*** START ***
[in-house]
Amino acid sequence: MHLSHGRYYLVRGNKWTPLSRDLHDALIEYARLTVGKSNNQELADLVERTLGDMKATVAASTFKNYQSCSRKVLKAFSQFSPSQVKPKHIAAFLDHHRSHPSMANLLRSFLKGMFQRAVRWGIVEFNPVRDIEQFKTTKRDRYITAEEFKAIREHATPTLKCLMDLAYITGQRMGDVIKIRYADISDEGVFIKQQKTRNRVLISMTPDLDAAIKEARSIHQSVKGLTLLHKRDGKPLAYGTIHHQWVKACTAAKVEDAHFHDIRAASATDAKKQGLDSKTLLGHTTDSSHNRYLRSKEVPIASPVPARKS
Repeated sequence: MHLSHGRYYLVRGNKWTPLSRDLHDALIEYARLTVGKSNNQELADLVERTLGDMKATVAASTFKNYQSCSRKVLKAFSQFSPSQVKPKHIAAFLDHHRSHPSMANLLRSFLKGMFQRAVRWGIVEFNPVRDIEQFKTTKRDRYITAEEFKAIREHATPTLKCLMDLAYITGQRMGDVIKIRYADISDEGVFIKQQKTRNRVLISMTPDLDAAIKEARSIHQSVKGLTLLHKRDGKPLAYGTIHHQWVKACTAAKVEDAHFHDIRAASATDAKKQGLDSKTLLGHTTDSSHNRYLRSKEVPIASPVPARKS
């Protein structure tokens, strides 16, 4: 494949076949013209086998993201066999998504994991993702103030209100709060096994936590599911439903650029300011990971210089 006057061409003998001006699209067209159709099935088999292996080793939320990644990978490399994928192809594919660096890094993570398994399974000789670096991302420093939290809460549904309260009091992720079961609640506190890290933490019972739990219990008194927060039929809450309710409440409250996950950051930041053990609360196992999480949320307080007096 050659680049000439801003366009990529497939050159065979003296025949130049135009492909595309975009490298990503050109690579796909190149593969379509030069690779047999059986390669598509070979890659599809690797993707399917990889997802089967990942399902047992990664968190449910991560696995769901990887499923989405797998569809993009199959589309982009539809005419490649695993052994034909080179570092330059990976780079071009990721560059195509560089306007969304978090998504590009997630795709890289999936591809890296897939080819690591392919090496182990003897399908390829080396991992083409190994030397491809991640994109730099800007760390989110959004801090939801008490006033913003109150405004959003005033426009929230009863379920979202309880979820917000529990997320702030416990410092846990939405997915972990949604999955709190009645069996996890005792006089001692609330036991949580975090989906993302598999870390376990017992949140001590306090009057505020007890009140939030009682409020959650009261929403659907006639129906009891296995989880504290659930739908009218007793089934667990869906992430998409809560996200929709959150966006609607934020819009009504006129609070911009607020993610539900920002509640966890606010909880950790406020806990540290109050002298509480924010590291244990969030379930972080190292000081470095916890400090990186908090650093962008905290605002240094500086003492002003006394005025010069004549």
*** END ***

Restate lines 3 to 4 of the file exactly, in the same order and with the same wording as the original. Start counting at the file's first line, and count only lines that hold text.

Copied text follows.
Repeated sequence: MHLSHGRYYLVRGNKWTPLSRDLHDALIEYARLTVGKSNNQELADLVERTLGDMKATVAASTFKNYQSCSRKVLKAFSQFSPSQVKPKHIAAFLDHHRSHPSMANLLRSFLKGMFQRAVRWGIVEFNPVRDIEQFKTTKRDRYITAEEFKAIREHATPTLKCLMDLAYITGQRMGDVIKIRYADISDEGVFIKQQKTRNRVLISMTPDLDAAIKEARSIHQSVKGLTLLHKRDGKPLAYGTIHHQWVKACTAAKVEDAHFHDIRAASATDAKKQGLDSKTLLGHTTDSSHNRYLRSKEVPIASPVPARKS
């Protein structure tokens, strides 16, 4: 494949076949013209086998993201066999998504994991993702103030209100709060096994936590599911439903650029300011990971210089 006057061409003998001006699209067209159709099935088999292996080793939320990644990978490399994928192809594919660096890094993570398994399974000789670096991302420093939290809460549904309260009091992720079961609640506190890290933490019972739990219990008194927060039929809450309710409440409250996950950051930041053990609360196992999480949320307080007096 050659680049000439801003366009990529497939050159065979003296025949130049135009492909595309975009490298990503050109690579796909190149593969379509030069690779047999059986390669598509070979890659599809690797993707399917990889997802089967990942399902047992990664968190449910991560696995769901990887499923989405797998569809993009199959589309982009539809005419490649695993052994034909080179570092330059990976780079071009990721560059195509560089306007969304978090998504590009997630795709890289999936591809890296897939080819690591392919090496182990003897399908390829080396991992083409190994030397491809991640994109730099800007760390989110959004801090939801008490006033913003109150405004959003005033426009929230009863379920979202309880979820917000529990997320702030416990410092846990939405997915972990949604999955709190009645069996996890005792006089001692609330036991949580975090989906993302598999870390376990017992949140001590306090009057505020007890009140939030009682409020959650009261929403659907006639129906009891296995989880504290659930739908009218007793089934667990869906992430998409809560996200929709959150966006609607934020819009009504006129609070911009607020993610539900920002509640966890606010909880950790406020806990540290109050002298509480924010590291244990969030379930972080190292000081470095916890400090990186908090650093962008905290605002240094500086003492002003006394005025010069004549």